Considering your medical history, your heart rate gradually increases during warm-up, preparing your cardiovascular system for the upcoming stretching routine, including gentle stretches.

Mental Preparation

Warm-ups also mentally prepare you, with guidance from a medical professional and insights from a review article, to reduce the risk of sports injury during the exercise ahead, improving focus and concentration.

Reduces Muscle Stiffness

Stiff muscles are more prone to common sports injuries, including shin splints. Warm-up exercises, such as the seated calf stretch and ankle stretch, alleviate stiffness, making your muscles more pliable.

Activates the Nervous System

Warming up stimulates your nervous system, improving the coordination of muscle movements, especially when incorporating an evidence-based review of stretching exercises throughout the entire time.

Dynamic Stretches for Shin Splints Prevention

Dynamic stretches encompass the motion of your muscles and joints throughout their complete range. These stretches, recommended by a healthcare provider, are excellent for shin splint prevention and can be performed as part of your warm-up routine.

Here are a few of the best stretches for shin splints to consider:

Ankle Circles: Rotate your ankle in circles to improve flexibility.

High Knees: Lift knees high while jogging in place for a dynamic warm-up.

Butt Kicks: Kick heels up towards the buttocks while jogging in place.

Leg Swings: Swing legs forward and backward to enhance hip mobility.

Targeted Stretches for Shin Splints Prevention

In addition to dynamic stretches, incorporating targeted static stretches for shin splints treatment can be highly effective, especially for those at risk for shin splints due to repetitive activity. Perform these good stretches for shin splints after your dynamic warm-up:

Calf Stretches: Stretch the calf muscles to relieve tension.

Tibialis Anterior Stretch: Stretch the front shin muscle for flexibility.

Peroneal Muscle Stretch: Stretch the outer leg muscles to reduce tightness.

Plantar Fascia Stretch: Stretch the arch of the foot to alleviate discomfort.

Achilles Tendon Stretch: Stretch the Achilles tendon for improved flexibility.

Proper Technique and Safety Tips

Effective Stretches for Shin Splints

Maintaining the correct form and following safety guidelines to avoid exacerbating the pain of shin splints when performing stretches is crucial. Here are some tips to keep in mind:

  • Ensure correct form for each shin split exercise, even when using a resistance band, to target the intended muscles.
  • Avoid overstretching, as it’s essential for the prevention of shin splints and injury, especially during dynamic stretching.
  • Progress gradually, reducing the risk of injuries by increasing the intensity of your stretches over time.
  • Listen to your body; if you experience pain, consult a healthcare professional and stop the stretch immediately.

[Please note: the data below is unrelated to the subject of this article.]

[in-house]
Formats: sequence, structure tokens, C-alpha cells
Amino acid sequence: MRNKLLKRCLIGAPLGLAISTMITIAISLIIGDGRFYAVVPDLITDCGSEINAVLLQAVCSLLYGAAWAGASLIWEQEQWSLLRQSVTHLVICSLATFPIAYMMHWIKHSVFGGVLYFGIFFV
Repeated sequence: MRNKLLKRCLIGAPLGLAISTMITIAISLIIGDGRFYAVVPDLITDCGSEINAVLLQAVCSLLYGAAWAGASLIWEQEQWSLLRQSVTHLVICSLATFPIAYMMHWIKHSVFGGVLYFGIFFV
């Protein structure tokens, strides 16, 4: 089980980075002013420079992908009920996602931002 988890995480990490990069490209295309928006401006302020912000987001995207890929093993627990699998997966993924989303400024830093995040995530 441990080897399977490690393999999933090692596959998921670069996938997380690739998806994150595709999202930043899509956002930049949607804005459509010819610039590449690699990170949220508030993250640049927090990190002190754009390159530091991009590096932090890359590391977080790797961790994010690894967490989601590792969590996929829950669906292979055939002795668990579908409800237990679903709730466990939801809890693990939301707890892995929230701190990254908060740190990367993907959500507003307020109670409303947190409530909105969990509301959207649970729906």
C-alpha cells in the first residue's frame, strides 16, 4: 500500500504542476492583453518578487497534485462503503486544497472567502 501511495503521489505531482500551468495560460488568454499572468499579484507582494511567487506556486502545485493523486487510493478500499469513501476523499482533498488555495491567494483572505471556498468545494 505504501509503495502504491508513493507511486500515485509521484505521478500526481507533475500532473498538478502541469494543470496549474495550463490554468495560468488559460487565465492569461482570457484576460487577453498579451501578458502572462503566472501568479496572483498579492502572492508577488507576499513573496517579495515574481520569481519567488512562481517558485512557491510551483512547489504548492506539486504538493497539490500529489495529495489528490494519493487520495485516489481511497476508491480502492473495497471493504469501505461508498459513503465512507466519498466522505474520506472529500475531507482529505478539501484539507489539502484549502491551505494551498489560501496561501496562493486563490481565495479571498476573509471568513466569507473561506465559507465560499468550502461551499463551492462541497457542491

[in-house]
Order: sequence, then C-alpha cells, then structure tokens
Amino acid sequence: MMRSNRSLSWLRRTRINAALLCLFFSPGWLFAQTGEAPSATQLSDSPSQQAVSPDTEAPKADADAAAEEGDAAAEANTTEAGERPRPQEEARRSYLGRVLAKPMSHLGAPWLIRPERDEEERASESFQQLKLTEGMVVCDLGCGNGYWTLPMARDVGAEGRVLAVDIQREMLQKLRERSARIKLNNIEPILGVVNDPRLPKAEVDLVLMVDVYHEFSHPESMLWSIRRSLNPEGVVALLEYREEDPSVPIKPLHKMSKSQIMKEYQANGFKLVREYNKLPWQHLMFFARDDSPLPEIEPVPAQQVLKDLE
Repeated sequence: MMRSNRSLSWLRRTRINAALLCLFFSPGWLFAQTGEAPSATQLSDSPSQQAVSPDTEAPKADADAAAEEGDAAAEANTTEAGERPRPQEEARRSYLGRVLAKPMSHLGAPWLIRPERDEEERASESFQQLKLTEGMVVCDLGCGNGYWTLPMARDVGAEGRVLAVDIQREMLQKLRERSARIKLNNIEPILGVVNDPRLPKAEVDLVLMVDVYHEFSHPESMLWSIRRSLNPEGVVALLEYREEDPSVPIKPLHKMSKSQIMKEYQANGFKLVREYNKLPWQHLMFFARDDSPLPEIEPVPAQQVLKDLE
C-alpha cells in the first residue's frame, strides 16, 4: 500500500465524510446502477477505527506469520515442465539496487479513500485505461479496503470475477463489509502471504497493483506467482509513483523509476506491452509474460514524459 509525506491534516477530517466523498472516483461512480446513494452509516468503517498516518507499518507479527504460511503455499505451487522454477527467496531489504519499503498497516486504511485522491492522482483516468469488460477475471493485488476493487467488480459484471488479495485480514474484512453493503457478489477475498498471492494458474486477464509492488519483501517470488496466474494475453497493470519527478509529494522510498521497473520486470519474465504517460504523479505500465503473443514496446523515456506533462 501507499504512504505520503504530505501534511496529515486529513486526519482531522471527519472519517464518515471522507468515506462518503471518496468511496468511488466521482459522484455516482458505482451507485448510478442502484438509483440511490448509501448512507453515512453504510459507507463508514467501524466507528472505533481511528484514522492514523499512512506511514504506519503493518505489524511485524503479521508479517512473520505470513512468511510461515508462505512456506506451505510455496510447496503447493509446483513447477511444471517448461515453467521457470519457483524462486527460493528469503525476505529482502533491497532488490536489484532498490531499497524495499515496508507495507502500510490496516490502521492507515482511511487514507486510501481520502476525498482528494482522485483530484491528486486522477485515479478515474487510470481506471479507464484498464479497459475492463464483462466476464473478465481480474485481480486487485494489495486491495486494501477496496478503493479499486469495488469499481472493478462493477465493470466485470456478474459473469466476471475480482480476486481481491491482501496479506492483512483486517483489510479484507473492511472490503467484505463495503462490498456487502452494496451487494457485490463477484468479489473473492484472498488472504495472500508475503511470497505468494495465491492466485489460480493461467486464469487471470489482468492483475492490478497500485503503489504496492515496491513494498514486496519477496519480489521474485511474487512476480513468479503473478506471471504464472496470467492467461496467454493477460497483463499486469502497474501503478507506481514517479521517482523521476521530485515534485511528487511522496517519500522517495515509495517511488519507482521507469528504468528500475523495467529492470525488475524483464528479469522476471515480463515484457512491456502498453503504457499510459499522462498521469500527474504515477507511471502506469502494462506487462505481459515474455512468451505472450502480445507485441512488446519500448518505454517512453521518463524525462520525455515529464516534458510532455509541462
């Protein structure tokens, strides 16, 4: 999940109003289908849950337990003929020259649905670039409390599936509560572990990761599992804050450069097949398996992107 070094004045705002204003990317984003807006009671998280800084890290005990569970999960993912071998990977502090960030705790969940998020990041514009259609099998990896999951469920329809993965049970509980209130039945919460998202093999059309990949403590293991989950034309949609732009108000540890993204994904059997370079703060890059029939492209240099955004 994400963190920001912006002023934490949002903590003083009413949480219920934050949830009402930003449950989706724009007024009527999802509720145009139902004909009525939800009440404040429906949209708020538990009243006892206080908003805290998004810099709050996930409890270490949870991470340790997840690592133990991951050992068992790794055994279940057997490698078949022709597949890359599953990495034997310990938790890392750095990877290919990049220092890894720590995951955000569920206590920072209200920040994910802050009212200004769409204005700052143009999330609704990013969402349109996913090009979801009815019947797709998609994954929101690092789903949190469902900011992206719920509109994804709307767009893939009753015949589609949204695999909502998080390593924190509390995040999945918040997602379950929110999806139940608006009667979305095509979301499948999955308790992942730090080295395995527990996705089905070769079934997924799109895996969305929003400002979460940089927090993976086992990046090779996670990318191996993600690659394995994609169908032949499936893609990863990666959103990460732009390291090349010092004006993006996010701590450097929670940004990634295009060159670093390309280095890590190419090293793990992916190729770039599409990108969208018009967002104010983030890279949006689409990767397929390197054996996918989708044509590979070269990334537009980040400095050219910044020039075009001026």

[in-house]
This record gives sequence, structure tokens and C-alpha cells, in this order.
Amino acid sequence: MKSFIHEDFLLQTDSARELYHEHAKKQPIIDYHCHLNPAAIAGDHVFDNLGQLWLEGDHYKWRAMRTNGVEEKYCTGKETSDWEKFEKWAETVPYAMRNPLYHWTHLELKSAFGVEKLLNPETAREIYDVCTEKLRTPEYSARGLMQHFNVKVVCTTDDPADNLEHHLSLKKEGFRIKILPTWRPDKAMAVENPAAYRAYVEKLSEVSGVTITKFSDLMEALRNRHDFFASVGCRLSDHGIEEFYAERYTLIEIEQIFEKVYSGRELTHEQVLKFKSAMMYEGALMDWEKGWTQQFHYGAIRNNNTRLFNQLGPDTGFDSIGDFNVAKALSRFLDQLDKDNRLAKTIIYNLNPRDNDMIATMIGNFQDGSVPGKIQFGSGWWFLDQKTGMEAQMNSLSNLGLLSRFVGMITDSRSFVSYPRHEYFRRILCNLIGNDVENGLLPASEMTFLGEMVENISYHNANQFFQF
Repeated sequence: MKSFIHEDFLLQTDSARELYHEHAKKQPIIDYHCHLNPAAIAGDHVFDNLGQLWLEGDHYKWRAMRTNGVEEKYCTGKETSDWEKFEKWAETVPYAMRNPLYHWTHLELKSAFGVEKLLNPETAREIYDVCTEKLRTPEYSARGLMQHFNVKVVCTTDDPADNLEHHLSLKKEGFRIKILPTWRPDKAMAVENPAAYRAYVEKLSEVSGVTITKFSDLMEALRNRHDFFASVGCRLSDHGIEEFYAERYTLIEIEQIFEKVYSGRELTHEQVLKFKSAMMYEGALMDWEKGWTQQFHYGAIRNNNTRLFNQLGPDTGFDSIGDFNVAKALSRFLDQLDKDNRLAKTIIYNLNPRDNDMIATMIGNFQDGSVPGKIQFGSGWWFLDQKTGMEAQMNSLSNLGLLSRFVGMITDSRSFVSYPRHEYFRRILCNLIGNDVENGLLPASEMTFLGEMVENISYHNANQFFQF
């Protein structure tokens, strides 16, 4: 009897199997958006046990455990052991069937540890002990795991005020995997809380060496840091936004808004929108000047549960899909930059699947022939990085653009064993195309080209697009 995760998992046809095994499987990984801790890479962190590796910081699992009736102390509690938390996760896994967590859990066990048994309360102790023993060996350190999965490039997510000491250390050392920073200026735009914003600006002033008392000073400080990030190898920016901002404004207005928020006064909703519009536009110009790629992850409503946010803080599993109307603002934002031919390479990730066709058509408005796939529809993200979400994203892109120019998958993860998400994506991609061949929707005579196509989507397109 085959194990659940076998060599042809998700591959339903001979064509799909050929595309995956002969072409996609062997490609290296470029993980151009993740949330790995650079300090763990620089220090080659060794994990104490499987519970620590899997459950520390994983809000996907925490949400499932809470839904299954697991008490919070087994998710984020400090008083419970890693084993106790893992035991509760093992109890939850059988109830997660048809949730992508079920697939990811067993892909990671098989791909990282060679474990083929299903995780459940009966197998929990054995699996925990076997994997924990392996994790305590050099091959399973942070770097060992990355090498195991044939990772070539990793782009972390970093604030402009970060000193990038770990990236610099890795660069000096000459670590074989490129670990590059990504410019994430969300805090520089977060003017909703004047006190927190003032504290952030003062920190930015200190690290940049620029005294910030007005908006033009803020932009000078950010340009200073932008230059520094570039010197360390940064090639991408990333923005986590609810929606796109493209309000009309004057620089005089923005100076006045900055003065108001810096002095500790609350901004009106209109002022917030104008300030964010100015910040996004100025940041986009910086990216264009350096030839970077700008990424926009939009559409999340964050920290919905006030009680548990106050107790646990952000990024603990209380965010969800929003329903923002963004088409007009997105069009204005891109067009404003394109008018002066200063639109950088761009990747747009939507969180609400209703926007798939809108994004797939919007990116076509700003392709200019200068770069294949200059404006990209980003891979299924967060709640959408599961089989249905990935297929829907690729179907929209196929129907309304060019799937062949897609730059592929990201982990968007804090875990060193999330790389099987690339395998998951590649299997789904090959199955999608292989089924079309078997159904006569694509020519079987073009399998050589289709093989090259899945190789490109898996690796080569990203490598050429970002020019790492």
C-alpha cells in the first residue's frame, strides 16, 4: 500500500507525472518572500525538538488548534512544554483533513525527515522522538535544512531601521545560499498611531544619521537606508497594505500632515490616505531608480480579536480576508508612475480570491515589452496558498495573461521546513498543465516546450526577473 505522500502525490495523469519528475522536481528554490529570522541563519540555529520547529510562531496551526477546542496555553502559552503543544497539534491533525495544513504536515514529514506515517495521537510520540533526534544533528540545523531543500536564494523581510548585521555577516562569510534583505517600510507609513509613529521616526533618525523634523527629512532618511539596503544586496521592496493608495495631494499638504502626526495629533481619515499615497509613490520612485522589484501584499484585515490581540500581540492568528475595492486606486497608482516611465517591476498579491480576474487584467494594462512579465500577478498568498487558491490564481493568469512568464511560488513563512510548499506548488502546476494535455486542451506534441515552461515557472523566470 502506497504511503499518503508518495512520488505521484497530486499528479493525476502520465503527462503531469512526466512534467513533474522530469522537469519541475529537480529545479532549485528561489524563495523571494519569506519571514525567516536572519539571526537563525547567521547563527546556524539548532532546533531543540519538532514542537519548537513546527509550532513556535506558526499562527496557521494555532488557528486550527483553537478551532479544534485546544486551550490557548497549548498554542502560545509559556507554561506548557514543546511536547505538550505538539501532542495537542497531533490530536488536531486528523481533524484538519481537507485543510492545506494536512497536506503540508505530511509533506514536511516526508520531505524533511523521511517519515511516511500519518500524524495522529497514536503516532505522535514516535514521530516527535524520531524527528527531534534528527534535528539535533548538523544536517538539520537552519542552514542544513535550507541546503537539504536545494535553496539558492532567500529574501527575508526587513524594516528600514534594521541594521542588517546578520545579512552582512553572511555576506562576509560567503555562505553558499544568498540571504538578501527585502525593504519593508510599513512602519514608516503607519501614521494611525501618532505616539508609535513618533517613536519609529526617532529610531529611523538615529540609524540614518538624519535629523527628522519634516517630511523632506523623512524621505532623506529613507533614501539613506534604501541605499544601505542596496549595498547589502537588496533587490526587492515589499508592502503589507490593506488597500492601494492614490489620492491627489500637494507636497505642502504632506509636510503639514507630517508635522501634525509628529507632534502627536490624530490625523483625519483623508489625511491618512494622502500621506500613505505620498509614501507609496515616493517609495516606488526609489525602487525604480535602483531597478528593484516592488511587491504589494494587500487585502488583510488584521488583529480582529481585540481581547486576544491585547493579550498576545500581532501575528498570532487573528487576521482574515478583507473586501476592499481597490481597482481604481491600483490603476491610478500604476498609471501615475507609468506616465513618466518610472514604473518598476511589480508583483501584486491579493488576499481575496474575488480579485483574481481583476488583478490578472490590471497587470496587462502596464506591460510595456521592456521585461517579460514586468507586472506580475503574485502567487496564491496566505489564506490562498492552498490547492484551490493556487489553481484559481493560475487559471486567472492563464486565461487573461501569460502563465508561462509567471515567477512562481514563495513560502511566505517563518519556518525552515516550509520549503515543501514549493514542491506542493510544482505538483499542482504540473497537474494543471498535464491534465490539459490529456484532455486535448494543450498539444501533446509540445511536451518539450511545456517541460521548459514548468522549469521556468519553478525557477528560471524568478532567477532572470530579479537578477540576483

Incorporating Stretches into Your Routine

To effectively prevent shin splints, incorporate these stretches into your regular exercise routine. Prioritize dynamic stretches as part of your warm-up routine, and reserve static stretches for after your workout. Consistency is critical to reaping the benefits.

Additional Tips for Shin Splints Prevention

In addition to stretching, consider the following tips to prevent shin splints:

Proper Footwear: Invest in quality athletic shoes that provide proper support and cushioning.

Gradual Progression: Gradually raise the intensity and length of your workouts to enable your body to acclimate

Cross-Training: Incorporate various physical activities to reduce the risk of overuse injuries.

Rest and Recovery: Give your body adequate time to rest and recuperate between workout sessions.

Professional Guidance: If you’re prone to shin splints, consult a physical therapist or trainer for personalized guidance.

Unlock Pain-Free Running with Auto-Ness Physical Therapy

If you’re struggling with recurring shin splints or seeking expert guidance on injury prevention, consider reaching out to Dr. Matthew Perry at Auto-Ness Physical Therapy for physical therapy in San Diego. Our team, led by Dr. Perry, offers specialized care and personalized exercise programs to help you achieve pain-free running and overall better physical health.


By integrating beneficial stretches and warm-up routines into your fitness routine, you can notably decrease the likelihood of experiencing shin splints. This article has covered the causes, symptoms, and preventive measures, enabling you to engage in physical activities without the inconvenience of shin splint discomfort.”


Q1: Can I walk with shin splints?

Yes, you can walk with shin splints, but listening to your body and avoiding activities that exacerbate the pain is essential. Rest and proper stretching are crucial for recovery.

Q2: Why do I get shin splints so easily?

Several factors, such as overuse, poor footwear, and muscle imbalances, can

Q3: Do strong calves prevent shin splints?

Strong calves can help prevent shin splints by reducing stress on the shinbone and surrounding tissues. Regular calf-strengthening exercises are recommended for this purpose.

Auto-Ness PT_Matthew Perry

Dr. Matthew Perry

Auto-Ness Physical Therapy